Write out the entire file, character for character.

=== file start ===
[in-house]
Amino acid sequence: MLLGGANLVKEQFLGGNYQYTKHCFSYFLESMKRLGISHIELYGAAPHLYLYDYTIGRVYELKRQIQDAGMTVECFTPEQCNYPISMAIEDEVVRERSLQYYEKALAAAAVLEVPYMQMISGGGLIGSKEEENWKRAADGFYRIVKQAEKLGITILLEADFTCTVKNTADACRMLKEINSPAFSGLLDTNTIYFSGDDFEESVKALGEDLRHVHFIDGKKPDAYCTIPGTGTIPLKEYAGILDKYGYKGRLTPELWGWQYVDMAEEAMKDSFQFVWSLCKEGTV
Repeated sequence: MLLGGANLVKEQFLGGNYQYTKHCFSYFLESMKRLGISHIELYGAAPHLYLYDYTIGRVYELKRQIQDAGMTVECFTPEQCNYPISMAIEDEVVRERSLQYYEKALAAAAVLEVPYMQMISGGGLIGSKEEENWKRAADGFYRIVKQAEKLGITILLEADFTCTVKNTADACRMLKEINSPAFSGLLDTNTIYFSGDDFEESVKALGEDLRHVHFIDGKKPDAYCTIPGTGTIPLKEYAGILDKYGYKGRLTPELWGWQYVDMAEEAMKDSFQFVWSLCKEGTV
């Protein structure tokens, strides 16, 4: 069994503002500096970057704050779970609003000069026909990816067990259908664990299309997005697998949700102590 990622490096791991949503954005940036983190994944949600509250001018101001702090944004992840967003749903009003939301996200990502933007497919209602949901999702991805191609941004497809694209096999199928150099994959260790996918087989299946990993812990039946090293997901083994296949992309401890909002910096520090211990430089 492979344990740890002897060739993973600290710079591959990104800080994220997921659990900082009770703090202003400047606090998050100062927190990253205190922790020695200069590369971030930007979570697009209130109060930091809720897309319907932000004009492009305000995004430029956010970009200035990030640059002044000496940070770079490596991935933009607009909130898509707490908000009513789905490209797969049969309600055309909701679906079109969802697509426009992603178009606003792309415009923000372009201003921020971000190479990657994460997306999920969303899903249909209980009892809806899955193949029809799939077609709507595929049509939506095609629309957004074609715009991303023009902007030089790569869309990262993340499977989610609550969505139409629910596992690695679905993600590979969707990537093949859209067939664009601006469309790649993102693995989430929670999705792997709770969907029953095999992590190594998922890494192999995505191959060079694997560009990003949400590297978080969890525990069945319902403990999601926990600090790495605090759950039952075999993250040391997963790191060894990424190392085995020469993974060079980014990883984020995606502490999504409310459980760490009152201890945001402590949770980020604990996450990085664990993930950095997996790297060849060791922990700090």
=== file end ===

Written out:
[in-house]
Amino acid sequence: MLLGGANLVKEQFLGGNYQYTKHCFSYFLESMKRLGISHIELYGAAPHLYLYDYTIGRVYELKRQIQDAGMTVECFTPEQCNYPISMAIEDEVVRERSLQYYEKALAAAAVLEVPYMQMISGGGLIGSKEEENWKRAADGFYRIVKQAEKLGITILLEADFTCTVKNTADACRMLKEINSPAFSGLLDTNTIYFSGDDFEESVKALGEDLRHVHFIDGKKPDAYCTIPGTGTIPLKEYAGILDKYGYKGRLTPELWGWQYVDMAEEAMKDSFQFVWSLCKEGTV
Repeated sequence: MLLGGANLVKEQFLGGNYQYTKHCFSYFLESMKRLGISHIELYGAAPHLYLYDYTIGRVYELKRQIQDAGMTVECFTPEQCNYPISMAIEDEVVRERSLQYYEKALAAAAVLEVPYMQMISGGGLIGSKEEENWKRAADGFYRIVKQAEKLGITILLEADFTCTVKNTADACRMLKEINSPAFSGLLDTNTIYFSGDDFEESVKALGEDLRHVHFIDGKKPDAYCTIPGTGTIPLKEYAGILDKYGYKGRLTPELWGWQYVDMAEEAMKDSFQFVWSLCKEGTV
């Protein structure tokens, strides 16, 4: 069994503002500096970057704050779970609003000069026909990816067990259908664990299309997005697998949700102590 990622490096791991949503954005940036983190994944949600509250001018101001702090944004992840967003749903009003939301996200990502933007497919209602949901999702991805191609941004497809694209096999199928150099994959260790996918087989299946990993812990039946090293997901083994296949992309401890909002910096520090211990430089 492979344990740890002897060739993973600290710079591959990104800080994220997921659990900082009770703090202003400047606090998050100062927190990253205190922790020695200069590369971030930007979570697009209130109060930091809720897309319907932000004009492009305000995004430029956010970009200035990030640059002044000496940070770079490596991935933009607009909130898509707490908000009513789905490209797969049969309600055309909701679906079109969802697509426009992603178009606003792309415009923000372009201003921020971000190479990657994460997306999920969303899903249909209980009892809806899955193949029809799939077609709507595929049509939506095609629309957004074609715009991303023009902007030089790569869309990262993340499977989610609550969505139409629910596992690695679905993600590979969707990537093949859209067939664009601006469309790649993102693995989430929670999705792997709770969907029953095999992590190594998922890494192999995505191959060079694997560009990003949400590297978080969890525990069945319902403990999601926990600090790495605090759950039952075999993250040391997963790191060894990424190392085995020469993974060079980014990883984020995606502490999504409310459980760490009152201890945001402590949770980020604990996450990085664990993930950095997996790297060849060791922990700090």